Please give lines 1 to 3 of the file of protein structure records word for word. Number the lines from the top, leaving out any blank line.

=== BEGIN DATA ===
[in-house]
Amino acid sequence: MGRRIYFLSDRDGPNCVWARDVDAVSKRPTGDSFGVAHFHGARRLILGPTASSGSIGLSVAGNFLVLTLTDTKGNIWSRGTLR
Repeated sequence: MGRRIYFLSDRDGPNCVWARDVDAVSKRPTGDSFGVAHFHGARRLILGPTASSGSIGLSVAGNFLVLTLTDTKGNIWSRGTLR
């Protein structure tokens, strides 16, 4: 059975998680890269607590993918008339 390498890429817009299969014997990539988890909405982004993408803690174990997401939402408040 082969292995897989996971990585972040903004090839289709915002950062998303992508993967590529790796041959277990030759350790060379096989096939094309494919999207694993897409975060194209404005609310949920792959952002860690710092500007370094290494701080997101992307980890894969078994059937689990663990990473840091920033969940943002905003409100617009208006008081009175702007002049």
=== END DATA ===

[in-house]
Amino acid sequence: MGRRIYFLSDRDGPNCVWARDVDAVSKRPTGDSFGVAHFHGARRLILGPTASSGSIGLSVAGNFLVLTLTDTKGNIWSRGTLR
Repeated sequence: MGRRIYFLSDRDGPNCVWARDVDAVSKRPTGDSFGVAHFHGARRLILGPTASSGSIGLSVAGNFLVLTLTDTKGNIWSRGTLR